Though the above steps are in the right direction in providing stability to the beleaguered sector, the government has to initiate the following major reform in the forthcoming spectrum auctions. The Simultaneous Multiple Round Ascending (SMRA) Auction pioneered by the Economics Nobel Laureates Milgrom and Wilson way back in 1994 is being used as a methodology for allocating scarce radio spectrum to mobile operators since 2010 in India. Though the mechanism design has been perfected over many years, recent auctions in India have not been successful with a large amount of spectrum in the precious sub-GHz band of 700 MHz remaining unsold in the previous two auctions. The reserve price is the opening minimum bid price in the SMRA auctions and setting it appropriately determines whether the auction will be successful or not. Setting too high a reserve price will dissuade the bidders from bidding as it might exceed their valuation of the spectrum; too low a reserve price might be seen as the Auctioneer giving away the scarce spectrum at a minimal price. High reserve prices that are determined based on the winning bid prices of previous auctions have proven to be the death knell for the industry. We analyzed the SMRA auctions held worldwide for the 700 MHz spectrum using the spectrum database of DotEcon (in the paper published recently in Telecommunications Policy). The mean reserve price per MHz per population is about $0.05 (in International Dollars adjusted for Purchasing Power Parity). On the other hand, the average reserve price fixed by the Government of India for 700 MHz during the auction in February 2021 was about $1.89 per MHz per pop (adjusted for PPP), which is several times higher than that set Internationally and is also higher than the mean winning bid price witnessed worldwide. A closer analysis indicates that the reserve price in metros is about $8.72, several times higher than mean winning bid prices in other countries. Only the category C circles had the reserve price set at $0.53, a bit closer to winning prices in other countries. The case is the same with other spectrum bands, resulting in telcos handing out huge payouts in the form of spectrum fee in the auctions, at least to get the minimum required spectrum to continue their services. Since spectrum cannot be stored, we have lost huge value of the unsold 700 MHz spectrum since 2016. It is time that the government and TRAI takes the bold decision to reduce reserve price of the various spectrum bands, consistent with international bench mark prices.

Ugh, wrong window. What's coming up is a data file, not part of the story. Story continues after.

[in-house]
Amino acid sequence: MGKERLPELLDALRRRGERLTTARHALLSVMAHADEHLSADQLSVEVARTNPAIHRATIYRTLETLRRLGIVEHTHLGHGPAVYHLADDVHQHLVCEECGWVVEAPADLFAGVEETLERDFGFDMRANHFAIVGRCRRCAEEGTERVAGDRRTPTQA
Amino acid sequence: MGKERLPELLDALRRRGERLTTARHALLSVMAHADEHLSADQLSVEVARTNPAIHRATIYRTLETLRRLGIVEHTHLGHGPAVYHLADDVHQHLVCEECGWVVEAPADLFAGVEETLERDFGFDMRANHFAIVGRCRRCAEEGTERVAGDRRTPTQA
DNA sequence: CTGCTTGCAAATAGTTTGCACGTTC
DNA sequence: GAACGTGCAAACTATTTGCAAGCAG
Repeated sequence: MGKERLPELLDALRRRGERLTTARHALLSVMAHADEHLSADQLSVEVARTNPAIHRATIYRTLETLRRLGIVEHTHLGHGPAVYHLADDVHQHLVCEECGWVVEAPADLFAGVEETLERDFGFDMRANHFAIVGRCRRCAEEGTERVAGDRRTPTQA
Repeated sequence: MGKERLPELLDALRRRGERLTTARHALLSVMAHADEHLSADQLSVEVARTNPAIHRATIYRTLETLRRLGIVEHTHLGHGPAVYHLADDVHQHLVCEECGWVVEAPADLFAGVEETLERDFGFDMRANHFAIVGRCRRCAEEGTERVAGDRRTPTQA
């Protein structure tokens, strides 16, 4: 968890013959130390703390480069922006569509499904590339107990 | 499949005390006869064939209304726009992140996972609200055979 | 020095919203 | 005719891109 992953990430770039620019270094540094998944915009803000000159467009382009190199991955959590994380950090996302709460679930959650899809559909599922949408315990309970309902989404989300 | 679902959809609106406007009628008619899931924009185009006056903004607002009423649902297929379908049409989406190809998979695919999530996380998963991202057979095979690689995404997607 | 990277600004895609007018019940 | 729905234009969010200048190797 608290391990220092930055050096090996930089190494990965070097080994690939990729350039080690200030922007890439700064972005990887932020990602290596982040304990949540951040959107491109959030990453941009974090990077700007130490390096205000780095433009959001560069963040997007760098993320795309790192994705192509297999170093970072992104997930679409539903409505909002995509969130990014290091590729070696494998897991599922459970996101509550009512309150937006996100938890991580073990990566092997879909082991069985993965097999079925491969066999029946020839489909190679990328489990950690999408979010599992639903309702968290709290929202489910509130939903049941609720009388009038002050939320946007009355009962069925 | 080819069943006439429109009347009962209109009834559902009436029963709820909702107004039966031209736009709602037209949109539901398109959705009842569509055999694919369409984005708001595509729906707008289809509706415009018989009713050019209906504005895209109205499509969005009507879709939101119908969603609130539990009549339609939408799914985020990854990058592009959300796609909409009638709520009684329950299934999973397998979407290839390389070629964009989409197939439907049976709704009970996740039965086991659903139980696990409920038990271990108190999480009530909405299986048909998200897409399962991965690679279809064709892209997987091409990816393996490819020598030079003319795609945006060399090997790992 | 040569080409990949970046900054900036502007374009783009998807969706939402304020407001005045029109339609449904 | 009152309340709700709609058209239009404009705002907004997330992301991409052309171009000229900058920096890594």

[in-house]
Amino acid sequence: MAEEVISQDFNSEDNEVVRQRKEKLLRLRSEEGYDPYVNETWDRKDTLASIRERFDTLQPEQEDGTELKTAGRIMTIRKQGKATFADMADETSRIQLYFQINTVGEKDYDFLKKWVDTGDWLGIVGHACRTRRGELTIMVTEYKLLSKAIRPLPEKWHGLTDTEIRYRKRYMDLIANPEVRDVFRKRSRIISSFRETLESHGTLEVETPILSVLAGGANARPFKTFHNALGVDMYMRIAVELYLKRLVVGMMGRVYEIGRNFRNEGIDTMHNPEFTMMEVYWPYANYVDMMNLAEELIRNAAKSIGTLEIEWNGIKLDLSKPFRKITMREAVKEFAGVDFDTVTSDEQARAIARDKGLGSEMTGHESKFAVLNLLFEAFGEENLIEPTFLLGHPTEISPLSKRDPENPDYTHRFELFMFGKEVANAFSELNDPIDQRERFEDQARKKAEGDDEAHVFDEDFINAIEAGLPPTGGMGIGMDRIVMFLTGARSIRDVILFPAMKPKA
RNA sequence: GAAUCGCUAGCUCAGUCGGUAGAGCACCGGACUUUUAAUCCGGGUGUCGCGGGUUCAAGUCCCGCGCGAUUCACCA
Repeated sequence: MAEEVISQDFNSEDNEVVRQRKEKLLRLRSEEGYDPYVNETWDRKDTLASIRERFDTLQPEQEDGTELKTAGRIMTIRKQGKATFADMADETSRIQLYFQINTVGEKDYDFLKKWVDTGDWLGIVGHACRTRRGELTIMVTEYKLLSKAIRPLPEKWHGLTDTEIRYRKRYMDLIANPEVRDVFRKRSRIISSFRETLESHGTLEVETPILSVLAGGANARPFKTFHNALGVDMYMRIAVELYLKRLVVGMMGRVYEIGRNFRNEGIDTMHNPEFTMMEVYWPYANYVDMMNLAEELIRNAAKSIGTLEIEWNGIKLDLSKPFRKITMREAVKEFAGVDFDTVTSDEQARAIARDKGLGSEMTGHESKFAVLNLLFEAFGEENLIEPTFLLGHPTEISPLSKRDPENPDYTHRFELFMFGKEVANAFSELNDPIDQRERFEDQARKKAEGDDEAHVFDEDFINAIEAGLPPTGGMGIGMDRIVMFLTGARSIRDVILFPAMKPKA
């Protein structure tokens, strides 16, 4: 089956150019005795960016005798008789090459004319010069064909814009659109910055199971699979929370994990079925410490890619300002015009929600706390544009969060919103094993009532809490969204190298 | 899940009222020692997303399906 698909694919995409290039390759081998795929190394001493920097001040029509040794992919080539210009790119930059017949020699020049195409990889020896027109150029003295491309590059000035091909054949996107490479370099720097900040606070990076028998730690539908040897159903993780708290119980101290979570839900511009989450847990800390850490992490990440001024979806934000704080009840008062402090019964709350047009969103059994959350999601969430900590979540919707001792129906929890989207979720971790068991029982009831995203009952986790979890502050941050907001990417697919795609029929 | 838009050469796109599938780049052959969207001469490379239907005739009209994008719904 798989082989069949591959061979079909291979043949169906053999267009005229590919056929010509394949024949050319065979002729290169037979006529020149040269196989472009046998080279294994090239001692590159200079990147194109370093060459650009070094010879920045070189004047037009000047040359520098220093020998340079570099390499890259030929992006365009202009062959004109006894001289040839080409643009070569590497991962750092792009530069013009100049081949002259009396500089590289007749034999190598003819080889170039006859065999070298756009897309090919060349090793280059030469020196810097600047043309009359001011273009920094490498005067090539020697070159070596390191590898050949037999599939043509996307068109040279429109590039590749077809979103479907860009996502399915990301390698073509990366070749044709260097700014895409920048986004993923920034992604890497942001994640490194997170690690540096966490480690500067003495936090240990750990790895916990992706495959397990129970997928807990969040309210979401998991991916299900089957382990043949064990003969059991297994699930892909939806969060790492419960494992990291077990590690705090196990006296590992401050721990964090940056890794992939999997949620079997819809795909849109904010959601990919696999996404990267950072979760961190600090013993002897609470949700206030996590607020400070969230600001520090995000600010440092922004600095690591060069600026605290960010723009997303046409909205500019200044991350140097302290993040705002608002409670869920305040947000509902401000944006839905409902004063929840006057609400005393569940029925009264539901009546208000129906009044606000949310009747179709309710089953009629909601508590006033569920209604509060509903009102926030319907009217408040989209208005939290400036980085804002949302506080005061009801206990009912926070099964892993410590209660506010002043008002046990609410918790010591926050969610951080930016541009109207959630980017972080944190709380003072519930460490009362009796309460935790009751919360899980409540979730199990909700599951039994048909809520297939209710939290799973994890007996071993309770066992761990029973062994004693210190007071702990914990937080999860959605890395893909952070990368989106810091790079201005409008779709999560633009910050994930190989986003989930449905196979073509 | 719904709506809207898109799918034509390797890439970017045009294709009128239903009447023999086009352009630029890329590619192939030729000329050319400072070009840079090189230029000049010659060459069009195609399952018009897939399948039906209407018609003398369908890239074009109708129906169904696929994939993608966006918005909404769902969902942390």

No one can dispute the role played by the telcos in building our communication infrastructure connecting our billion-plus country across the 600,000 villages though optic fiber and mobile towers. The billions of Aadhaar authentications require One Time Password (OTP); our financial transactions need OTP at times. Life will essentially come to a standstill if our telecom infrastructure and the market collapses. The relief package will indeed provide the required sustenance of the telecom sector.
The telcos also know that the unique mobile number they provide to subscribers is a great asset to have. For their part, they should invest in infrastructure, especially in access and backhaul network infrastructure, and adopt technologies such as Voice Over Wi-Fi to provide enhanced and superior connectivity to their deserving customers.
(This article first appeared in Hindu Business Line dated 21 Sep 2021)